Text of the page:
Australia / NZ

Drought, Not Fire, Remains the Bane of Australian Olive Growers

Australia's olive growers have mostly been spared from the wildfires that have been ravaging the country. Persistent drought, however, continues to cause concern.

The wildfires raging across Eastern Australia can be seen from space. Photo courtesy of the European Space Agency.
Jan. 13, 2020
By Daniel Dawson
The wildfires raging across Eastern Australia can be seen from space. Photo courtesy of the European Space Agency.

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As wild­fires con­tinue to burn across large por­tions of south­east­ern Australia, olive grow­ers are report­ing that their groves have largely been left undam­aged.

“The only phys­i­cal damage to a grove occurred in South Australia and that wasn’t badly burned,” Greg Seymour, the CEO of the Australian Olive Association (AOA), told Olive Oil Times. “They are the only ones who we’ve had reports of being directly burned by the fire.”

However, Seymour cau­tioned that this remains an incom­plete pic­ture. He has not heard back from every grower in the affected areas and pointed out that fires are con­tin­u­ing to burn across the coun­try.

We’re moving right into peak fire season now and there’s no rain pre­dicted until March, so this isn’t all over… The fires don’t just go out.- Greg Seymour, CEO of the Australian Olive Association

At the time of writ­ing and based on the infor­ma­tion cur­rently avail­able, it appears unlikely that Australia’s 2020 har­vest will be directly impacted by the fires. Instead, Seymour argues that one of the symp­toms of these fires – the long and per­sis­tent drought – and some unfore­seen reper­cus­sions of the fire are more likely to impact the upcom­ing har­vest.

“What we’ve seen is a mas­sive exodus of insects and other ani­mals from the impacted areas,” Seymour said. “They are head­ing some­where that is green and safe. We’ve seen olive groves with quite high levels of pests, such as lacewing, that nor­mally would­n’t occur at these types of levels and we’re yet to see the reper­cus­sions of this type of migra­tion on the olive groves.”

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Seymour also warned that peak fire season is about to begin in Australia, mean­ing active wild­fires may become larger and new wild­fires will inevitably start.

See more: Climate Change News

“We’re moving right into peak fire season now and there’s no rain pre­dicted until March, so this isn’t all over,” he said. “It will come up again as soon as the weather changes. The fires don’t just go out.”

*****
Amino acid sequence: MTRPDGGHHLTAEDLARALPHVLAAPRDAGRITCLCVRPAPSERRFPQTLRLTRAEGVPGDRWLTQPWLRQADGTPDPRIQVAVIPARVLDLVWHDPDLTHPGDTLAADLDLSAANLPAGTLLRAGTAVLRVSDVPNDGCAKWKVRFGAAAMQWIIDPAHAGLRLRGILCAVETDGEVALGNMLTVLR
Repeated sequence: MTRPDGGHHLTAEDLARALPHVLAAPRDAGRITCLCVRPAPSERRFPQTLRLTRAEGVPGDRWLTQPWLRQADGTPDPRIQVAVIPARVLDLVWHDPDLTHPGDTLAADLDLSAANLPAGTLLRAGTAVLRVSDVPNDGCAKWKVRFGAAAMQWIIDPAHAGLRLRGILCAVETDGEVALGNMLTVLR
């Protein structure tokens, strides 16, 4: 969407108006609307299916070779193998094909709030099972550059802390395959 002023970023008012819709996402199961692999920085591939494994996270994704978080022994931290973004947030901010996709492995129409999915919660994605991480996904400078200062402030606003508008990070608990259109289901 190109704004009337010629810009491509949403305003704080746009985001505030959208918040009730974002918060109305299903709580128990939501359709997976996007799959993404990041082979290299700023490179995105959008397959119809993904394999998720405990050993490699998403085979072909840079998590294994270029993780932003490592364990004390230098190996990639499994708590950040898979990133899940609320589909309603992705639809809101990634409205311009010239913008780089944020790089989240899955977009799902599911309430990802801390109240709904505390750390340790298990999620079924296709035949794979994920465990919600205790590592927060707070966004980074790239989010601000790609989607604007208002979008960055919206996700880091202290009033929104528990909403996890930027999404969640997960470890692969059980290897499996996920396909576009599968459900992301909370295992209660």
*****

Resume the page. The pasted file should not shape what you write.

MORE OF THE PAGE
And even when the fires do go out, the harm they cause to agri­cul­ture goes far beyond the imme­di­ate damage of smoke and burn­ing plants.

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“Wildfires have many points of impact on hor­ti­cul­tural busi­nesses,” Steve Milton, an olive grower and the pres­i­dent of the Western Australian Olive Council, told Olive Oil Times. “Topsoil, com­post and mulches are impacted seri­ously through the loss of microor­gan­isms and the micro­bi­otics essen­tial for build­ing a soil ecol­ogy that can sus­tain plants. This takes a long time to build or rebuild and can be very expen­sive.”

Milton also pointed out that fight­ing wild­fires requires vast amounts of water that usu­ally comes from rivers and local dams at the expense of agri­cul­ture.

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“In my instance, water loss from my dams through it being used in fight­ing last year’s fires, fol­lowed by a very dry winter has resulted in my dams being seri­ously depleted to the point that I can’t afford to irri­gate my grove this year,” he said. “My trees are stressed and I find a lot of fruit on the ground.”

“Will these things have an impact on the coming har­vest?,” Milton asked. “Most likely for me.”

Australia’s unprece­dent­edly large and early wild­fires are a symp­tom of a much larger prob­lem that is having a far greater impact on olive grow­ers and agri­cul­tur­al­ists of all types across Australia: not enough rain­fall.

“There has been no rain. That’s the prob­lem,” Seymour said. “For loads of people, they just haven’t had rain or any mean­ing­ful mois­ture for two sea­sons.”